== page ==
The 1972 World Series Champion Oakland Athletics are in town this weekend for a team reunion and celebration. Saturday's pregame ceremonies will be carried live on oaklandathletics.com. Rollie Fingers is scheduled to throw out the first pitch.
"You have to remember that most of these guys played in the Minors together," A's outfielder Joe Rudi said Friday. "We all grew up together. A lot of these guys I haven't seen for 10 years, and yet it's like we never lost contact."
The 1972 team was the first of three consecutive World Championship teams for Oakland, and there may have been even more titles had former owner Charlie Finley decided to try and keep the team together instead of breaking up the core of the team.
The A's won the West Division title in 1971, and won the division again in 1975, when Catfish Hunter was pitching for the New York Yankees.
"When you stop and think about it, we beat the Reds, the Mets and the Dodgers," former A's infielder Tim Cullen said. "But what amazes me is the Reds were voted the Team of the '70s."
Cullen, who grew up in the San Francisco Bay Area and currently resides in Napa, retired after the 1972 season, at the age of 30.
"Finley had the same problem in the Coliseum that they are having now," Cullen said. "It's a small market and the facility is the worst. Frankly, I'm pulling for them to get something in San Jose. It would be good for baseball."
A's manager Bob Melvin, who wears No. 6 in honor of his favorite player, A's third baseman Sal Bando, was among those in attendance, at age 11, during the 1972 Series.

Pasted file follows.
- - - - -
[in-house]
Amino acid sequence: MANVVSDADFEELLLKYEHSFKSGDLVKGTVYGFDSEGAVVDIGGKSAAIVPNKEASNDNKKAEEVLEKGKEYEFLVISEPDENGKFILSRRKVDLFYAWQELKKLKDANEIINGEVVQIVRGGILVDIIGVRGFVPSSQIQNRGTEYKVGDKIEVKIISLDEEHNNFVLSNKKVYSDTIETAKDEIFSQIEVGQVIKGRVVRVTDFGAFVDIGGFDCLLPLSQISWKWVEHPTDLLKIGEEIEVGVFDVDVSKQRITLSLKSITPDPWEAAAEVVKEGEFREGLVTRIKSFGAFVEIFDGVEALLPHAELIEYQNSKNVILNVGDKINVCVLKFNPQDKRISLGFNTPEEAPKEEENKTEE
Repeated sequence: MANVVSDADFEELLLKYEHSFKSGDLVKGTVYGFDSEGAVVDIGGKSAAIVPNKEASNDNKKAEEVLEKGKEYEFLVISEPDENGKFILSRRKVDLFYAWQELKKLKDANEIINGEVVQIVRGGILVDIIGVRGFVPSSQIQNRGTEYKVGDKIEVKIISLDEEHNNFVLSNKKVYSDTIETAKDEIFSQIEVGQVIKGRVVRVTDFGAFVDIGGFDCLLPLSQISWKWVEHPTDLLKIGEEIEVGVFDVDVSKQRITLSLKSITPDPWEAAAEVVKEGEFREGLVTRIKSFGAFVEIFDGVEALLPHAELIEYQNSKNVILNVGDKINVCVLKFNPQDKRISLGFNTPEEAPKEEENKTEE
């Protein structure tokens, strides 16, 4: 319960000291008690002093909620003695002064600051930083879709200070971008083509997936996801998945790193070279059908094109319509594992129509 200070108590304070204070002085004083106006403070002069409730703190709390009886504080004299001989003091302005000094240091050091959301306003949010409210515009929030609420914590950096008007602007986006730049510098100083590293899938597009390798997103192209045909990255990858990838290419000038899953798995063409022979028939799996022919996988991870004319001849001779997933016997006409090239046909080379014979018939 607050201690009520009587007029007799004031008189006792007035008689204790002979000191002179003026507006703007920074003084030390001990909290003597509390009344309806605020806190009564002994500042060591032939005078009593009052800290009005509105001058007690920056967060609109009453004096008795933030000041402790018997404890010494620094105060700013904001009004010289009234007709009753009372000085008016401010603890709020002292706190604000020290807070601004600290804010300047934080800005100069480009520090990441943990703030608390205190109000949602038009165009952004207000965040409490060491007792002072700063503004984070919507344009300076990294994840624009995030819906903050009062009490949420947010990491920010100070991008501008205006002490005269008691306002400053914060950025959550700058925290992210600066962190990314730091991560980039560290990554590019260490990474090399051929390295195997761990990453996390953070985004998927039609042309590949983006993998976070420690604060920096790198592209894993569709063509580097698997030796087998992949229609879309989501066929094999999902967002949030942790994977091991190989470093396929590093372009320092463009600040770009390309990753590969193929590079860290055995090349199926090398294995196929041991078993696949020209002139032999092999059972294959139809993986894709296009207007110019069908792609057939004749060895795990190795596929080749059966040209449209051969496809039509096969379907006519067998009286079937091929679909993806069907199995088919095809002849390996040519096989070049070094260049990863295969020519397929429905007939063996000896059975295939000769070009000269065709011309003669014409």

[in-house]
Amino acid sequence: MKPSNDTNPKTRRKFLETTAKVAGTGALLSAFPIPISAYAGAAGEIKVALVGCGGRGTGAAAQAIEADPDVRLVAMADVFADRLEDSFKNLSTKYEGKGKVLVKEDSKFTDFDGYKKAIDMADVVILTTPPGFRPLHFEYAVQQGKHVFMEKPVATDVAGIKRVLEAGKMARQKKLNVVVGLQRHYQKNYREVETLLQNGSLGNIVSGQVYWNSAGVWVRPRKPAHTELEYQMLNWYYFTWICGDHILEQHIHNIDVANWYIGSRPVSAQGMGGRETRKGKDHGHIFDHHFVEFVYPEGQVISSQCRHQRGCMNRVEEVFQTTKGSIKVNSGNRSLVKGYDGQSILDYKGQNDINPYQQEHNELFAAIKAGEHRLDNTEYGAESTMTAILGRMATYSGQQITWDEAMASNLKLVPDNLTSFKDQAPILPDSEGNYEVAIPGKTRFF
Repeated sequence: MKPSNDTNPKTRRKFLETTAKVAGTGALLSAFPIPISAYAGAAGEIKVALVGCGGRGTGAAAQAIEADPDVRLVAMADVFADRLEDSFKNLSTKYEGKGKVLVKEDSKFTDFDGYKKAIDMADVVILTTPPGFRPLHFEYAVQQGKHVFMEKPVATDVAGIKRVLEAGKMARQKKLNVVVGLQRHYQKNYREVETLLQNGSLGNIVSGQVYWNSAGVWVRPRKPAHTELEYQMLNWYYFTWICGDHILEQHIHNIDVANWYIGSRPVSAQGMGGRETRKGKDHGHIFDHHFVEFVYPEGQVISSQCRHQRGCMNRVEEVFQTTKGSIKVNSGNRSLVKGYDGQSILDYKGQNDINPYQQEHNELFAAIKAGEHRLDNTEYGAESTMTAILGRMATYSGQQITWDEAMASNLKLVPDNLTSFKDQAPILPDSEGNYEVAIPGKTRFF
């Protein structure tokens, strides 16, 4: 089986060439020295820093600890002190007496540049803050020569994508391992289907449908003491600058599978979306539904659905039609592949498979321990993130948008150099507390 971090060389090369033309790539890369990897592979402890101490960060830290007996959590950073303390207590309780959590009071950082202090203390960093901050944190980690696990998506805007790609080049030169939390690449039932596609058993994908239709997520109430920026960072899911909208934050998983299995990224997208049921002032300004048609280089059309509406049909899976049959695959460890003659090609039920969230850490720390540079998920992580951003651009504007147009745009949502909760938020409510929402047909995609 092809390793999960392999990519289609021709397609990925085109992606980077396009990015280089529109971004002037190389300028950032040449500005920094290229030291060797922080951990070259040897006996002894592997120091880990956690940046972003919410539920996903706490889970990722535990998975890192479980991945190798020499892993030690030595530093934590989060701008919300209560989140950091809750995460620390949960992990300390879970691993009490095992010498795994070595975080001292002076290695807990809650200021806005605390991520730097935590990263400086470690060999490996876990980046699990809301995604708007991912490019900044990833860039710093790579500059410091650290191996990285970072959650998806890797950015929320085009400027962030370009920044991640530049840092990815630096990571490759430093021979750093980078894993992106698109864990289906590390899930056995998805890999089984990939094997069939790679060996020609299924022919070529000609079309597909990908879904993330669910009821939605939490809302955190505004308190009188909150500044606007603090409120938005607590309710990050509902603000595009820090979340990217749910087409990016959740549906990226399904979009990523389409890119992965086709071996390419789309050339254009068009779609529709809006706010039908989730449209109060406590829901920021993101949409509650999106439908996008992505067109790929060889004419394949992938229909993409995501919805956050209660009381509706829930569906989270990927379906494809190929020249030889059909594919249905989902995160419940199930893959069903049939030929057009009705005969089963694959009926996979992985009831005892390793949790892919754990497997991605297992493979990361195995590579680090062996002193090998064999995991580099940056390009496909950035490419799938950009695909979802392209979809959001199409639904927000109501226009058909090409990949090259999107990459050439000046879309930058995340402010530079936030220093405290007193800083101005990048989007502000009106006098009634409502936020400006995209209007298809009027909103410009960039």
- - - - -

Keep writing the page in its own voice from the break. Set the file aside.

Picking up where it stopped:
"It was easy to be an A's fan at the time," Melvin said. "I remember the atmosphere and how entertaining the team was to watch."
Rudi's first game in Oakland turned out to be Hunter's perfect game in 1968. It was also his first game as an outfielder.
"I was an outfielder when I signed but they wanted me to play first base," Rudi said. "Joe DiMaggio was with us then and he helped me in the outfield. He was a lifesaver for me."
DiMaggio hit fly balls to Rudi for a half-hour every day, so by the time he made his miraculous catch in the 1972 World Series, he'd done it in practice a thousand times already.
"When it came off the bat it was like deja vu for me," Rudi said. "I had practiced that play a lot. I caught it and rolled my glove so it wouldn't come out. Those are things Joe DiMaggio taught me."
Rudi's teammates included a pair of future Hall of Famers in Fingers and Reggie Jackson, Cy Young Award winner Vida Blue, World Series MVP Gene Tenace and fellow All-Stars Bert Campaneris and Ken Holzman.
Cullen, Dave Duncan, Dick Green, Dave Hamilton, Mike Hegan, Joe Horlen, Darold Knowles, Ted Kubiak and Bob Locker also were expected to be in attendance.
Rudi said he continues to get more requests for autographs now than he did when he played.
"It's interesting," he said. "It has stayed pretty strong. I still get a couple of letters every day."
Fans were able to get Rudi's autograph, along with the other members of the 1972 team, on Friday night in a benefit for the Jim "Catfish" Hunter ALS Foundation.
Rick Eymer is a contributor to MLB.com. This story was not subject to the approval of Major League Baseball or its clubs.